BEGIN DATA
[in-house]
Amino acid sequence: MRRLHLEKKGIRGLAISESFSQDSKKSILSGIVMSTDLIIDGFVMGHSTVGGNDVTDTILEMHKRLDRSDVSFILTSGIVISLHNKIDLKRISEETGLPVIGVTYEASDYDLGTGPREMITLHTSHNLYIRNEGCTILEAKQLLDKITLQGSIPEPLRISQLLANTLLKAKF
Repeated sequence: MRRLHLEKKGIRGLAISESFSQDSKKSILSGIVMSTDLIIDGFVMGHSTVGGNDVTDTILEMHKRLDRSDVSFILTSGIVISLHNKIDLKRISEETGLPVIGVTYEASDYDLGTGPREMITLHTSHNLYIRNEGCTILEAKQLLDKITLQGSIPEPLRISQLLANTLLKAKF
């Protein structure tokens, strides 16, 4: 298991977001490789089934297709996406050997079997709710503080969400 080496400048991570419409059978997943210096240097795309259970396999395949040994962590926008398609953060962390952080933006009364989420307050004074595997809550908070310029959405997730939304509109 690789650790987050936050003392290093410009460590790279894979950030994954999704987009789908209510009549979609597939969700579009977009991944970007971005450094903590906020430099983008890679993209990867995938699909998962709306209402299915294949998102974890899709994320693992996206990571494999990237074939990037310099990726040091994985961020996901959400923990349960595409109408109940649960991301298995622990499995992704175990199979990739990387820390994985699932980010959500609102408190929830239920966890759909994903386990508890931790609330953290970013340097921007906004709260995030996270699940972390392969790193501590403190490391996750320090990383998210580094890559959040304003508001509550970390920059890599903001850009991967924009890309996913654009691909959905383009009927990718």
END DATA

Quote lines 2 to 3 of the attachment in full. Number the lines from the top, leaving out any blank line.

Amino acid sequence: MRRLHLEKKGIRGLAISESFSQDSKKSILSGIVMSTDLIIDGFVMGHSTVGGNDVTDTILEMHKRLDRSDVSFILTSGIVISLHNKIDLKRISEETGLPVIGVTYEASDYDLGTGPREMITLHTSHNLYIRNEGCTILEAKQLLDKITLQGSIPEPLRISQLLANTLLKAKF
Repeated sequence: MRRLHLEKKGIRGLAISESFSQDSKKSILSGIVMSTDLIIDGFVMGHSTVGGNDVTDTILEMHKRLDRSDVSFILTSGIVISLHNKIDLKRISEETGLPVIGVTYEASDYDLGTGPREMITLHTSHNLYIRNEGCTILEAKQLLDKITLQGSIPEPLRISQLLANTLLKAKF